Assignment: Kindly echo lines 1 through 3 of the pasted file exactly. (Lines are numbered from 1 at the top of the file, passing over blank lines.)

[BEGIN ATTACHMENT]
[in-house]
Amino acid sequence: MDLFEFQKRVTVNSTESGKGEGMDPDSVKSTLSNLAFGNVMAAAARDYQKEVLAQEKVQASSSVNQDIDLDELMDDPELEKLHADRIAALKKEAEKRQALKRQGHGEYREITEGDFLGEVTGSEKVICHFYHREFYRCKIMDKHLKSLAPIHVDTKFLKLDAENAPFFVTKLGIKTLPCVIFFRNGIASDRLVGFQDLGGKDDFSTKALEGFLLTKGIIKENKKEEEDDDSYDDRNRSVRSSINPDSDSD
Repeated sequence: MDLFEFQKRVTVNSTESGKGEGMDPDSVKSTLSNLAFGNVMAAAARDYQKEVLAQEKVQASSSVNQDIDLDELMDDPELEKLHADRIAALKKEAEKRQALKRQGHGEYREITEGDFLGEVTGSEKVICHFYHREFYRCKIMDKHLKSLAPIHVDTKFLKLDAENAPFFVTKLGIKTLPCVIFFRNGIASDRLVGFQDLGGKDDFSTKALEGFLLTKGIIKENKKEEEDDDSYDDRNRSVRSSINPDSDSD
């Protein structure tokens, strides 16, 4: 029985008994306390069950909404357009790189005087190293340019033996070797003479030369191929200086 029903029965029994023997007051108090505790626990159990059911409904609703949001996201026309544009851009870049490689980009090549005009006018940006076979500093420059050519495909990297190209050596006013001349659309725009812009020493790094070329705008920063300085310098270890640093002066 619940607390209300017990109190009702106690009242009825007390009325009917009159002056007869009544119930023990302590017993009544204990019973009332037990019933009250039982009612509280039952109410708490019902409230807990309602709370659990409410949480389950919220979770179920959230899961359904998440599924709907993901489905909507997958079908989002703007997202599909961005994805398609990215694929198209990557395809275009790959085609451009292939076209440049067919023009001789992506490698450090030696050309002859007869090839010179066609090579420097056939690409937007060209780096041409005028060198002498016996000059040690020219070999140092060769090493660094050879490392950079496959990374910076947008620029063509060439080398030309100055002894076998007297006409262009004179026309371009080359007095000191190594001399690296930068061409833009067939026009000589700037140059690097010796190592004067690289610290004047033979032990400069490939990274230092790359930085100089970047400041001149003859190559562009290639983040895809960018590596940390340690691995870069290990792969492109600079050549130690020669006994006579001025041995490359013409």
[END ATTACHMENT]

[in-house]
Amino acid sequence: MDLFEFQKRVTVNSTESGKGEGMDPDSVKSTLSNLAFGNVMAAAARDYQKEVLAQEKVQASSSVNQDIDLDELMDDPELEKLHADRIAALKKEAEKRQALKRQGHGEYREITEGDFLGEVTGSEKVICHFYHREFYRCKIMDKHLKSLAPIHVDTKFLKLDAENAPFFVTKLGIKTLPCVIFFRNGIASDRLVGFQDLGGKDDFSTKALEGFLLTKGIIKENKKEEEDDDSYDDRNRSVRSSINPDSDSD
Repeated sequence: MDLFEFQKRVTVNSTESGKGEGMDPDSVKSTLSNLAFGNVMAAAARDYQKEVLAQEKVQASSSVNQDIDLDELMDDPELEKLHADRIAALKKEAEKRQALKRQGHGEYREITEGDFLGEVTGSEKVICHFYHREFYRCKIMDKHLKSLAPIHVDTKFLKLDAENAPFFVTKLGIKTLPCVIFFRNGIASDRLVGFQDLGGKDDFSTKALEGFLLTKGIIKENKKEEEDDDSYDDRNRSVRSSINPDSDSD